Five highlights from the GOP debate in New Hampshire
Republican presidential candidates took aim at Herman Cain's 9-9-9 plan - and the Federal Reserve - in Tuesday's GOP debate in New Hampshire.
Toni Sandys/The Washington Post/AP
If you missed the GOP presidential debate last night about the economy (hosted by the Washington Post and Bloomberg News), here are five key points from DCDecpder's liveblog coverage with Shortformblog.
1. By and large, the tone of this debate was far different than the others (JVBrewer, too!). The candidates were seated around a large wooden table, giving the entire thing a more intimate feel.
The moderators did a great job of speeding the questions along and while Ron Paul and Rick Santorum were hardly well served, the entire evening did feel serious and engaged where some of the other debates felt shlocky and crusted over with social media doodads.
2. Most memorable quote of the evening: Herman Cain responding to criticism of his “999 plan.” Or was it Jon Huntsman saying the “999 plan” made him think of a pizza deal? Or was it Jon Huntsman’s daughters laying a Twitter smackdown on Mitt Romney over China?
3. There was a ton of talk about the Federal Reserve. Newt Gingrich kicked it all off with a long diatribe about how Ben Bernanke, former Democratic Senator Chris Dodd and Democratic Congressman Barney Frank (Mass.) are all criminals.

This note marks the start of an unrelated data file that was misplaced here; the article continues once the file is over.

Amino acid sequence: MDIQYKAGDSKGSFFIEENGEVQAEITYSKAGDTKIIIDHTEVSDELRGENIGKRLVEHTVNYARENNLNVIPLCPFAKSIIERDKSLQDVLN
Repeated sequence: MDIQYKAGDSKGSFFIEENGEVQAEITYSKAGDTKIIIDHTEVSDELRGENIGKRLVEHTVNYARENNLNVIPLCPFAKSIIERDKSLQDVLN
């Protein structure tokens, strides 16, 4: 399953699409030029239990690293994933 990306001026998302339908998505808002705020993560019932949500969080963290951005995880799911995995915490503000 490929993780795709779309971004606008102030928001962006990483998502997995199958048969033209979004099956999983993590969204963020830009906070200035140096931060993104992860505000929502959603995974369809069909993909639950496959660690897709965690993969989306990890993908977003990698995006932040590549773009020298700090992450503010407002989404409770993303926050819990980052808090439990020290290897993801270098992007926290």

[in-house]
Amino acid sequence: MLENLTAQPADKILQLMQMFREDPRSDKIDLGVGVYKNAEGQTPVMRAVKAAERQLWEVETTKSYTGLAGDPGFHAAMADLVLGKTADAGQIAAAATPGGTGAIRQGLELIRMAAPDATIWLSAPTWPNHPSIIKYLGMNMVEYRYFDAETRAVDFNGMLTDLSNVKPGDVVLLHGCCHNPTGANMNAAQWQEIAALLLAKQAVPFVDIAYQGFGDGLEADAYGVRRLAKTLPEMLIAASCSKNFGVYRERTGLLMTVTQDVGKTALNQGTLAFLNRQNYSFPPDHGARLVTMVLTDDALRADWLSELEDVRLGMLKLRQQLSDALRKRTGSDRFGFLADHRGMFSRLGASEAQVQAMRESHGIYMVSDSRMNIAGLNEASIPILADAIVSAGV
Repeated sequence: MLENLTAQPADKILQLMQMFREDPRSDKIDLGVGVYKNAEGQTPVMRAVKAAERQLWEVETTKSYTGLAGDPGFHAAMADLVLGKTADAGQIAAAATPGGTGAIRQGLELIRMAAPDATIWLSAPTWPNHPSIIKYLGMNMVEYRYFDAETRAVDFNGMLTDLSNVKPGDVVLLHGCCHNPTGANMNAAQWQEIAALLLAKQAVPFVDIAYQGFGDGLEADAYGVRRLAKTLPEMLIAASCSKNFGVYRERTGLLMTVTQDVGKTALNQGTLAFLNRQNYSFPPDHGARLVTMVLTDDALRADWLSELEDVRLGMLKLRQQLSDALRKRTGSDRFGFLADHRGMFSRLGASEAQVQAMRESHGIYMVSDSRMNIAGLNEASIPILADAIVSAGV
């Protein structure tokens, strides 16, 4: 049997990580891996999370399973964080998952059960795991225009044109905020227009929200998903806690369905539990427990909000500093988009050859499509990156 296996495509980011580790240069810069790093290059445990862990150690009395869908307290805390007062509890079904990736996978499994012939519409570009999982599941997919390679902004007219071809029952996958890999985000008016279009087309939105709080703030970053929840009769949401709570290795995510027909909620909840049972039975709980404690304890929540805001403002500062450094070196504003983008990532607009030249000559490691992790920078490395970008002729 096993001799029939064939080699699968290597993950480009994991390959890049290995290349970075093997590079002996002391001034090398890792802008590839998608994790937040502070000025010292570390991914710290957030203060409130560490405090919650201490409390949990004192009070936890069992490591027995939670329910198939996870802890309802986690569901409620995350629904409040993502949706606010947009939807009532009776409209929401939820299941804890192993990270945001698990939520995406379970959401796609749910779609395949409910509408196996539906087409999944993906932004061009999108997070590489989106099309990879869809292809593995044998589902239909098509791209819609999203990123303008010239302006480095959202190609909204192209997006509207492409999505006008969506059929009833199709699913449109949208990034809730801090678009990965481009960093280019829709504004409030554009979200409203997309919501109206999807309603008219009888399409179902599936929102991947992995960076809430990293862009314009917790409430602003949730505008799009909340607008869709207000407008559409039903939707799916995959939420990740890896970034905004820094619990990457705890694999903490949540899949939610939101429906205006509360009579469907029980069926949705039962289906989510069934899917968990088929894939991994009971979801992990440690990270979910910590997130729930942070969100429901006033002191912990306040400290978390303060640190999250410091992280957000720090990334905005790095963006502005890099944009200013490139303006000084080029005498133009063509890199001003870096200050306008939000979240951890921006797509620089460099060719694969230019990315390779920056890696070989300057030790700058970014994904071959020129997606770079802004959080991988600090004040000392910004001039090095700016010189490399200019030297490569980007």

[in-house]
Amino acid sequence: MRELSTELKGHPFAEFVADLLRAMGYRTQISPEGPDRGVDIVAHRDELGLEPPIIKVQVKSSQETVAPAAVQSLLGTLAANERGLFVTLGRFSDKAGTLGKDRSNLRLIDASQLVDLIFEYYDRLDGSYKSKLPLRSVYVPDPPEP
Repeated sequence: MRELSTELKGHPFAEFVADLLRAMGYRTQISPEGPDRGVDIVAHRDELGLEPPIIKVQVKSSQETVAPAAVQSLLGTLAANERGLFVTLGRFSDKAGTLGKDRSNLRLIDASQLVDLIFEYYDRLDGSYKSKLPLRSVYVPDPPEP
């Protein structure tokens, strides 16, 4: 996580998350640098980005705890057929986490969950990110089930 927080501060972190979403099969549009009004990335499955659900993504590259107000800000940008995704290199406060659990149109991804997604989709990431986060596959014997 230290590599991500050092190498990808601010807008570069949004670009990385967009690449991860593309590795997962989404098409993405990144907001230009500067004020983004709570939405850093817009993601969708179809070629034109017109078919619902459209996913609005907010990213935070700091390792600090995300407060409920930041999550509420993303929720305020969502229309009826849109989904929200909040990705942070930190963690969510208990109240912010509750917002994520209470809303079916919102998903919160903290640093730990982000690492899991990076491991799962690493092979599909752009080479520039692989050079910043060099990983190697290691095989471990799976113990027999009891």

Herman Cain also ripped Bernanke then later said he admired Alan Greenspan, which drew immediate rebuke from Ron Paul (“Alan Greenspan was a disaster”) and likely cost Cain with some of the professional, Wall St. Republican set.
4. Everybody is going bananas for “999.” Herman Cain’s tax plan calling for a 9% federal income tax, a 9% sales tax and a 9% corporate income tax was at the center of the debate. There’s are a ton of moving parts here, but if you only know one thing about it from last night let it be everybody is going to be taking shots at 999 in the weeks ahead.
The power of Cain’s plan is its simplicity, as the Washington Post writes this morning. But if the devil is in the details, to paraphrase Michelle Bachmann’s strange criticism, the next few weeks will be about the details. (CSMonitor.com already looked into the details, by the way.)
5. Who won and who lost? In Decoder’s view, Romney, Cain and to a lesser extent Santorum all comported themselves well and gained from the debate while Perry, who many thought needed to distinguish himself, looked divinely uncomfortable. Shortformblog noted the primary process has gotten to the point “where the winners and losers are the ones who aren’t necessarily flashy, but well-polished and well-studied. Romney made it look easy; he’s well-polished and well-studied.”
The best from around the web:
Republicans stretch truth in debate salvos, by Bloomberg.
Rick Perry loses Dartmouth debate, wins Beta house by The Weekly Standard. Apparently, Perry’s best performance of the night was well off camera.
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